The Air Force has withdrawn its plan to significantly expand visiting-unit training at Davis-Monthan Air Force Base, after the National Guard Bureau dropped its funding support for a key program.
The decision won’t affect other units stationed at D-M or other scheduled training exercises, D-M said.
But it will likely make moot a lawsuit filed by Tucson residents challenging an Air Force finding that the training expansion would have no significant impact on the community.
D-M said Friday that effective Sept. 30, Air Force officials are withdrawing the May 2015 finding and related environmental assessment essentially approving the plan to increase visiting-unit training flights, including the Air Guard’s Operation Snowbird program.
The proposal would have increased those annual training flights by about 60 percent, though in recent years they have represented only about 6 percent of the total annual flights at D-M, base officials say.
The National Guard Bureau decided in May to halt Operation Snowbird support and operations at Davis-Monthan, “based on the bureau’s reassessment of its training requirements and funding allocations for infrastructure and manpower.”
After evaluating the National Guard’s decision, the Air Force Air Combat Command said in a formal withdrawal letter that the Total Force Training mission at D-M will no longer be needed at the end of the fiscal year.
The Air Force had proposed expanding the longtime Operation Snowbird program — which began as a way to allow units from cold-weather bases to train in the winter — combining it with other visiting- and foreign-unit training under the umbrella of “Total Force Training” as part of the environmental assessment.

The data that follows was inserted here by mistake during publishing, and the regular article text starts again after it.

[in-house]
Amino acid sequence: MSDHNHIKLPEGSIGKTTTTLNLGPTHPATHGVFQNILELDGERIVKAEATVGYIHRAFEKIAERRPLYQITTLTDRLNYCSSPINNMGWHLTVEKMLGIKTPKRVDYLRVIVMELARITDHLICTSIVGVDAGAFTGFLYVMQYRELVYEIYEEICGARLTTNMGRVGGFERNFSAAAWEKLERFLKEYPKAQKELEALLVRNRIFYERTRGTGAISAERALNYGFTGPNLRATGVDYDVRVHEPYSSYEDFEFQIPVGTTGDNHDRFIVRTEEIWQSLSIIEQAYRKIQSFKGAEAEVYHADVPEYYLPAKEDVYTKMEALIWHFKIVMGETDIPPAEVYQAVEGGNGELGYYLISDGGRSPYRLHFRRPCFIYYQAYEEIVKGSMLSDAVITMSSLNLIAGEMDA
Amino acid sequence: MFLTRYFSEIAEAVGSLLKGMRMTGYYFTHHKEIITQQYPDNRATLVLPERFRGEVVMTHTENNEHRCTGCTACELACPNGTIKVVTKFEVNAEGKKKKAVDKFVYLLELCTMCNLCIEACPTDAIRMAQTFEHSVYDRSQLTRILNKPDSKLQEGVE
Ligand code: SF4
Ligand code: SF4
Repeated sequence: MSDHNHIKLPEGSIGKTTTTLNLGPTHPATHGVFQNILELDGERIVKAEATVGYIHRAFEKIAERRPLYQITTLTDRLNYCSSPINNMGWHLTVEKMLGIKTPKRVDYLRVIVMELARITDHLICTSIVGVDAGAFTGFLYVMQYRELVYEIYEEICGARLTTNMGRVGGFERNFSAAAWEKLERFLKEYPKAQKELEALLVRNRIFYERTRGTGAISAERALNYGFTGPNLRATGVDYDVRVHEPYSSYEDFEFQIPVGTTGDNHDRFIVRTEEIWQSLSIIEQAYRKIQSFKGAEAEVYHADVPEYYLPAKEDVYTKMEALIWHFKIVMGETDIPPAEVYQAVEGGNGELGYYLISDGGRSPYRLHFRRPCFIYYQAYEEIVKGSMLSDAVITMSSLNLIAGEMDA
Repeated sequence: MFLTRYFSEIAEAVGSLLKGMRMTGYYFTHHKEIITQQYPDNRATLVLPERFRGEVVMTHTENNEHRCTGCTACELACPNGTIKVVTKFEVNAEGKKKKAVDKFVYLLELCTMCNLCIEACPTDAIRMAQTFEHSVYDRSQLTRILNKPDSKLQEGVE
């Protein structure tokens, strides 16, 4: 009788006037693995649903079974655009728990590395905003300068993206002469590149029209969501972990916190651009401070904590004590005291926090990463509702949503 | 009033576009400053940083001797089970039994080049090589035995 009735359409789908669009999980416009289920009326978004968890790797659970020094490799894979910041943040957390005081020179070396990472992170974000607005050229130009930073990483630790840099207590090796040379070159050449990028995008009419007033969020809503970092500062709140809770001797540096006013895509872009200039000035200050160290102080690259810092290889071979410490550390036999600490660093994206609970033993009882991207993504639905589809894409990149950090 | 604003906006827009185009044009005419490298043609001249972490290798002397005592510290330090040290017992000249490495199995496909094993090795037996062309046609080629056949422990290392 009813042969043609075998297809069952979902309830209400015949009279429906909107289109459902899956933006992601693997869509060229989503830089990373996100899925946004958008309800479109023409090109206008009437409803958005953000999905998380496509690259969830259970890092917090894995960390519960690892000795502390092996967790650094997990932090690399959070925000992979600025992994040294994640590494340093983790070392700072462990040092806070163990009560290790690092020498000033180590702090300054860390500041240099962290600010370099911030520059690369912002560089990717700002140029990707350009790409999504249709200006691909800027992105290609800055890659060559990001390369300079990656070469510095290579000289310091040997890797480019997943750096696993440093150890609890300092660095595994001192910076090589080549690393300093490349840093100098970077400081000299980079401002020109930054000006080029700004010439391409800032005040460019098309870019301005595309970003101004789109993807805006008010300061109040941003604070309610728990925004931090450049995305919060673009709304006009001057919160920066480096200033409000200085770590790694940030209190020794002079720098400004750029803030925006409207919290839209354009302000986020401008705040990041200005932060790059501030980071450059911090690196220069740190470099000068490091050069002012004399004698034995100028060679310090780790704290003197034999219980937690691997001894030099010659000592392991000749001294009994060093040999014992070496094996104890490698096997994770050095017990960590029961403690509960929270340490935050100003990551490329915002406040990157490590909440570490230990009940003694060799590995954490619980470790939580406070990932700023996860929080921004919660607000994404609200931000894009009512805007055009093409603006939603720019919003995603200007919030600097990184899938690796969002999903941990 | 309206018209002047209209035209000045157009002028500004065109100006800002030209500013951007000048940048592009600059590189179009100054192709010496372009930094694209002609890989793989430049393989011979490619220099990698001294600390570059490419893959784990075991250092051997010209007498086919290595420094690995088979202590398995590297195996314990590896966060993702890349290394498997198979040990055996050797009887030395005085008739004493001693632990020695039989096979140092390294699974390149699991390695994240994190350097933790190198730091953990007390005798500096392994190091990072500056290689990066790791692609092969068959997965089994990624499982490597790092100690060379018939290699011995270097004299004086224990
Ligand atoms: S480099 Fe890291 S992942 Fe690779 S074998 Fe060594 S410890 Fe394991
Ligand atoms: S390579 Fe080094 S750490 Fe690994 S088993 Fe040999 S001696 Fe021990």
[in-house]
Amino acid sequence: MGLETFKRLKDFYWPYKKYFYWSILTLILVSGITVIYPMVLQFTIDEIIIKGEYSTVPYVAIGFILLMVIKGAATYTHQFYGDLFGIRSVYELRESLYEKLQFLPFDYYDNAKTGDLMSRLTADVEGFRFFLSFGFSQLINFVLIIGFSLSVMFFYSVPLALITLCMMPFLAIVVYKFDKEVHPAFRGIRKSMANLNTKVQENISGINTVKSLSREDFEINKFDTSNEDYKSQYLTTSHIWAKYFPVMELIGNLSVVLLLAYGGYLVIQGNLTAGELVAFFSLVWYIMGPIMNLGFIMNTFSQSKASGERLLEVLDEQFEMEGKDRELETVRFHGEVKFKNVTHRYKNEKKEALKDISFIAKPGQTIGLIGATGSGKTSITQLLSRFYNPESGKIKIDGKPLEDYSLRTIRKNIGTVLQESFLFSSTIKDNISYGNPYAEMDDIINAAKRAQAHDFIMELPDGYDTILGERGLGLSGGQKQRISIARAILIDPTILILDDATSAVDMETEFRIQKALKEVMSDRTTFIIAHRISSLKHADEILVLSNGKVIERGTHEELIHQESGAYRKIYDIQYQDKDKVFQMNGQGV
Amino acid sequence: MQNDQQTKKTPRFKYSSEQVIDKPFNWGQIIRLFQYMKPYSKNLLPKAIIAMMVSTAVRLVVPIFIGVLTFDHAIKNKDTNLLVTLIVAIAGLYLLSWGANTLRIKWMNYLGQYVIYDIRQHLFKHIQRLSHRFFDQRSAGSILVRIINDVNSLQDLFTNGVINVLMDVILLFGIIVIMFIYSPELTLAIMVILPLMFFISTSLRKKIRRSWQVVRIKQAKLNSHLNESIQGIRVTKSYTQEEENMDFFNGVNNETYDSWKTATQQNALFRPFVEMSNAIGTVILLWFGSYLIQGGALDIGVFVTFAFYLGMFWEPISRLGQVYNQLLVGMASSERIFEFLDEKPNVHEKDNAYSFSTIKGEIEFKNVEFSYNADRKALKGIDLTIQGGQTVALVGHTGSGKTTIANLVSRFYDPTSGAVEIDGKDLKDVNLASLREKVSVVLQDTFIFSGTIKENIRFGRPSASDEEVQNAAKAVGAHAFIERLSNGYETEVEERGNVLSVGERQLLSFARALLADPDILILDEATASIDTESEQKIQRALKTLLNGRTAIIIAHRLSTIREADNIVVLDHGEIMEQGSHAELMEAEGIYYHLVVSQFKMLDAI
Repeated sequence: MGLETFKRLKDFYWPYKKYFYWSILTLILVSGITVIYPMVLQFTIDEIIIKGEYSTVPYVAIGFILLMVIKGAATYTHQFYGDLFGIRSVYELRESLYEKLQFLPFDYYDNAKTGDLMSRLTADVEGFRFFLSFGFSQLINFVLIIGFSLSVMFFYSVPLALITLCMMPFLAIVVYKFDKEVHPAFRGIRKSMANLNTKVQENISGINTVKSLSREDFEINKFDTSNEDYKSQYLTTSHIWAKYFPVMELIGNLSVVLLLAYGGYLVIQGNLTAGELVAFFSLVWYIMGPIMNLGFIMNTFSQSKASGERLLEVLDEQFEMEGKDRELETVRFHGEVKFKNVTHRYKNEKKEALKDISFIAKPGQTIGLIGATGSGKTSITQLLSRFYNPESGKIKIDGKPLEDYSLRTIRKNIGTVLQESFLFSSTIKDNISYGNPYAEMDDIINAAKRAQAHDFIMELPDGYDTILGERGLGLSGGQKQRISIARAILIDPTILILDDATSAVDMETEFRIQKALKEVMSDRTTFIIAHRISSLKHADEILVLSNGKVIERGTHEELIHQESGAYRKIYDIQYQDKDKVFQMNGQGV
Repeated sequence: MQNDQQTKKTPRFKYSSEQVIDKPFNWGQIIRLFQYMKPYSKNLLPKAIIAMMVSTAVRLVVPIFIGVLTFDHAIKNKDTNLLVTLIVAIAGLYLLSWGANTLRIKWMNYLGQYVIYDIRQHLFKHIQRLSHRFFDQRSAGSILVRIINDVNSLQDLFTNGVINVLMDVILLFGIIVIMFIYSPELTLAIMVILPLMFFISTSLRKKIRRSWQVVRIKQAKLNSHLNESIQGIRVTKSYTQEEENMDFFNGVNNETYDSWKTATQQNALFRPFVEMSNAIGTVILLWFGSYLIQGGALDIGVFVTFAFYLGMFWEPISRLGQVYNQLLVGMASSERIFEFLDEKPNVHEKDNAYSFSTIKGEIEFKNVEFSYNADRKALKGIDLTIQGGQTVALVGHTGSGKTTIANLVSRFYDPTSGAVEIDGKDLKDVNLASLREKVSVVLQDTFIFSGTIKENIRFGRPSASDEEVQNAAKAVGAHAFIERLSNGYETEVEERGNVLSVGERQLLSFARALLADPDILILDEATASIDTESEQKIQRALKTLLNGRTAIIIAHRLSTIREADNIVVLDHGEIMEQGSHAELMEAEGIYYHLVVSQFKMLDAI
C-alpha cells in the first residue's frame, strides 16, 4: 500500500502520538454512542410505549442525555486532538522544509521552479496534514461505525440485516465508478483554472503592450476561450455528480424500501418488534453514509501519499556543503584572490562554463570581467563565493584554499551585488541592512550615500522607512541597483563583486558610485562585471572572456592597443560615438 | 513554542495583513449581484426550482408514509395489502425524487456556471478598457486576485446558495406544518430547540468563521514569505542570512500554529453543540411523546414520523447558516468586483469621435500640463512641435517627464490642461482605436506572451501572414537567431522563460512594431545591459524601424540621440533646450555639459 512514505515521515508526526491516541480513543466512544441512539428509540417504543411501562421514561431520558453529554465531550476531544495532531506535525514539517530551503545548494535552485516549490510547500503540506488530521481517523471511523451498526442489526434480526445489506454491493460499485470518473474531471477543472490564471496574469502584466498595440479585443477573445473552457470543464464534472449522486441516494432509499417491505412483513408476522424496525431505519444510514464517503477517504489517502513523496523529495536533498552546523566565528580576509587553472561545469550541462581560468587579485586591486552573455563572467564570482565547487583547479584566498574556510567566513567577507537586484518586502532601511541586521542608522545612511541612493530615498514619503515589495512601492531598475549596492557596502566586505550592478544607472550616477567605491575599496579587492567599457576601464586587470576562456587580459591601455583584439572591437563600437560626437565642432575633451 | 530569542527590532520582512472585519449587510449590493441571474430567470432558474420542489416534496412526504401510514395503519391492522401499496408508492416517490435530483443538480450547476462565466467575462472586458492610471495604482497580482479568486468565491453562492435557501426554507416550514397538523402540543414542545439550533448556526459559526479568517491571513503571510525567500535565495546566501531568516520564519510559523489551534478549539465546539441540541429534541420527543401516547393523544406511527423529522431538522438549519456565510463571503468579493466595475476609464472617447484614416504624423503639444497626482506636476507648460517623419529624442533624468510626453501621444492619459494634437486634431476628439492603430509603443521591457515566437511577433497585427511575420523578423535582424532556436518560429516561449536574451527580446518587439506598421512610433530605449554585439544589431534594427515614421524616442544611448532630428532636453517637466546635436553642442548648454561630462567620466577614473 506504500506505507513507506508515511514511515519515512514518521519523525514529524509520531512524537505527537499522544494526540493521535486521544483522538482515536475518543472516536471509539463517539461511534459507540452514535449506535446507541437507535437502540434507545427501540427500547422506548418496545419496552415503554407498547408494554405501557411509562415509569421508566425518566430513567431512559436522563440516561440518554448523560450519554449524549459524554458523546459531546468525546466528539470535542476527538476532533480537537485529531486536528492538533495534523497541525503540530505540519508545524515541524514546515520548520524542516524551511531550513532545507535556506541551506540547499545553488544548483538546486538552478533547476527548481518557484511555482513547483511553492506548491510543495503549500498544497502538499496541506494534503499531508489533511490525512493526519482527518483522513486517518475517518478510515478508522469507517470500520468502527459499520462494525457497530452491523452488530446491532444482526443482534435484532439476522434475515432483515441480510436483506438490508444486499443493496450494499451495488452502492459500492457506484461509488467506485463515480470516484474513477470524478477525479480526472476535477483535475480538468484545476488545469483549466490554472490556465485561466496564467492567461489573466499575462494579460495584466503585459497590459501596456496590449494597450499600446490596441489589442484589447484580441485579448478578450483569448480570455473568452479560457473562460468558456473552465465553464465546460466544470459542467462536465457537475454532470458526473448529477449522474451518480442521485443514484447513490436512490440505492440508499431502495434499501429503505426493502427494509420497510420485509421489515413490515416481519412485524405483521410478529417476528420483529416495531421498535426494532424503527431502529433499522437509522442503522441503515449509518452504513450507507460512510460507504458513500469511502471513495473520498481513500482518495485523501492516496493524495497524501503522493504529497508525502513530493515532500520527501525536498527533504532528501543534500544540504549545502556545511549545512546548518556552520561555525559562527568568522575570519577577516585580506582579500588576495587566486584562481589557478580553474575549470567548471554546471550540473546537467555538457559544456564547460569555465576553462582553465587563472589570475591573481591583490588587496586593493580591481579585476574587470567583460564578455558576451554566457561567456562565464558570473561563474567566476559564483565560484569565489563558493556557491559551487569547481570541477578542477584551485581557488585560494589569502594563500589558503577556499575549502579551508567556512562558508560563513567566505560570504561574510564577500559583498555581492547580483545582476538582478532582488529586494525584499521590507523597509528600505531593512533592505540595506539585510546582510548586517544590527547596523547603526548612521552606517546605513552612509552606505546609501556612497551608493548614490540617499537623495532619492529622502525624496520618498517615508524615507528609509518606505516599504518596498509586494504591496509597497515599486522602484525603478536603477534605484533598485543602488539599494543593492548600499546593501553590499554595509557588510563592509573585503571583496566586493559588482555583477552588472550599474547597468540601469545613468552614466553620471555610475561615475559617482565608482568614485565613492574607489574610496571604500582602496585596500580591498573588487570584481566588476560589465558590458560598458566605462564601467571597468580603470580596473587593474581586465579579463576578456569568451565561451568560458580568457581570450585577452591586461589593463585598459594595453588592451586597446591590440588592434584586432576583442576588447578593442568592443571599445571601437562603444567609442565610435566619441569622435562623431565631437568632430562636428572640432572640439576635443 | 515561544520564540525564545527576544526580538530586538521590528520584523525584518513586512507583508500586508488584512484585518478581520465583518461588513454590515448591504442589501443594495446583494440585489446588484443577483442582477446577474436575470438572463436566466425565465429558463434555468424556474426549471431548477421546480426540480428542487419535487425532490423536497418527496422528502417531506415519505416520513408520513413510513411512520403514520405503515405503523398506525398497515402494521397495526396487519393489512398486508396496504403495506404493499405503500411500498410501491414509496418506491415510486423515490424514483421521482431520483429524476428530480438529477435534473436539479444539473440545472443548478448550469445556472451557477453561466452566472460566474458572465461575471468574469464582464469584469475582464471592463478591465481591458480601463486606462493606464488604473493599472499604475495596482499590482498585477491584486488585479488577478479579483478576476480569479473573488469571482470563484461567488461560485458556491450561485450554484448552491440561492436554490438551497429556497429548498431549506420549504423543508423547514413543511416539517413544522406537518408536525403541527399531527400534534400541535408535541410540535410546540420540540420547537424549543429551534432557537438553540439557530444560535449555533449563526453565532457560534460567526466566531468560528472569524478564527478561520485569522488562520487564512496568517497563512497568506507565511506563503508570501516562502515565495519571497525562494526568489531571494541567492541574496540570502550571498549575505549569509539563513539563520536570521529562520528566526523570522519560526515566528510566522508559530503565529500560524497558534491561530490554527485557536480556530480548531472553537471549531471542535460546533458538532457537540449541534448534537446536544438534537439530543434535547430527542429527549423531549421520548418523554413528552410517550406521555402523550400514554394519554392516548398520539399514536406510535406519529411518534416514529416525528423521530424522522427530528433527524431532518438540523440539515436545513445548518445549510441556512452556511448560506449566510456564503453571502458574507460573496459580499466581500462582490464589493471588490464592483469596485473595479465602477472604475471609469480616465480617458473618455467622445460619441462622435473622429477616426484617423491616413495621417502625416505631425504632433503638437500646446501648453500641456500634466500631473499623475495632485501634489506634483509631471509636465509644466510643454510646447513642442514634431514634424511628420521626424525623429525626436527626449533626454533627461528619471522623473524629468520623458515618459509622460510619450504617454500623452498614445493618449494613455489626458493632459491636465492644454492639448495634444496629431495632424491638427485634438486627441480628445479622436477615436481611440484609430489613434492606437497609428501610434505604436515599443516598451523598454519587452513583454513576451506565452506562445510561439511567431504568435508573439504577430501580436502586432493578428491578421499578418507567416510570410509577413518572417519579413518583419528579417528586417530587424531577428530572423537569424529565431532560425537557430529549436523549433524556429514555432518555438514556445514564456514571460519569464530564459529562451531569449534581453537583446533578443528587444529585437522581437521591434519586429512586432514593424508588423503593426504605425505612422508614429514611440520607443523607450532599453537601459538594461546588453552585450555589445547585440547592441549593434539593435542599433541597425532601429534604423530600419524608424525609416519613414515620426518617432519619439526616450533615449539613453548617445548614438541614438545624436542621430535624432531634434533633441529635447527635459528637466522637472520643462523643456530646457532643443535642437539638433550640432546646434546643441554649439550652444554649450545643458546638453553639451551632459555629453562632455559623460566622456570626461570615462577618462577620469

Local residents filed a federal lawsuit to stop the training expansion, contending that the Air Force didn’t properly study potential noise impacts and health and safety issues of increased air operations.
Parties in the case recently agreed to suspend the schedule for filing briefs, in light of the decision to drop the training expansion plan.
Joy Herr-Cardillo, a staff attorney at the Arizona Center for Law in the Public Interest representing plaintiffs in the case, said Friday that the lawsuit will likely be resolved through some sort of agreement or stipulation, but attorneys for the parties hadn’t yet discussed the final details.
Air Force and base officials emphasized that the decision affects only new operations linked to the Total Force Training initiative.
The decision also does not affect operations by aircraft stationed at D-M or aircraft from other bases that use the base as a training location “for scheduled exercises, airfield familiarization, or similar recurring activities,” D-M said.
Base officials noted that the withdrawal of the environmental-impact statement doesn’t preclude future changes to activities or missions at D-M, which would have to be evaluated under new environmental studies.
Contact senior reporter David Wichner at firstname.lastname@example.org or 573-4181. On Twitter: @dwichner
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